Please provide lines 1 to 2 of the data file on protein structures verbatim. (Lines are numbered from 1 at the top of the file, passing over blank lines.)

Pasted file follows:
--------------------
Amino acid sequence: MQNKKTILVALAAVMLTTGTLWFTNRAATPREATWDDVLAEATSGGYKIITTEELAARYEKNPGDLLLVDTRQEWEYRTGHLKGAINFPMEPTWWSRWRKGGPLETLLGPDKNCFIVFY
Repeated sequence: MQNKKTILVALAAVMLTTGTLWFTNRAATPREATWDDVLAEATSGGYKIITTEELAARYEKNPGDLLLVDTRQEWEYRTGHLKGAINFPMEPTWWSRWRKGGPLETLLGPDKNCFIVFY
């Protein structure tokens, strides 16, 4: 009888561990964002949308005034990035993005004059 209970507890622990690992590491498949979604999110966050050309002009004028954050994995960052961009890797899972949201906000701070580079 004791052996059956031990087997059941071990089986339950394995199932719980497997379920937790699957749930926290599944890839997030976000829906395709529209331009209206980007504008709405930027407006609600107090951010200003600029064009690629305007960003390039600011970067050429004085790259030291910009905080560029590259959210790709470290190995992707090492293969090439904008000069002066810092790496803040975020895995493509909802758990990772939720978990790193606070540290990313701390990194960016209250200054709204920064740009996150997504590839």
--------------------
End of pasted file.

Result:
Amino acid sequence: MQNKKTILVALAAVMLTTGTLWFTNRAATPREATWDDVLAEATSGGYKIITTEELAARYEKNPGDLLLVDTRQEWEYRTGHLKGAINFPMEPTWWSRWRKGGPLETLLGPDKNCFIVFY
Repeated sequence: MQNKKTILVALAAVMLTTGTLWFTNRAATPREATWDDVLAEATSGGYKIITTEELAARYEKNPGDLLLVDTRQEWEYRTGHLKGAINFPMEPTWWSRWRKGGPLETLLGPDKNCFIVFY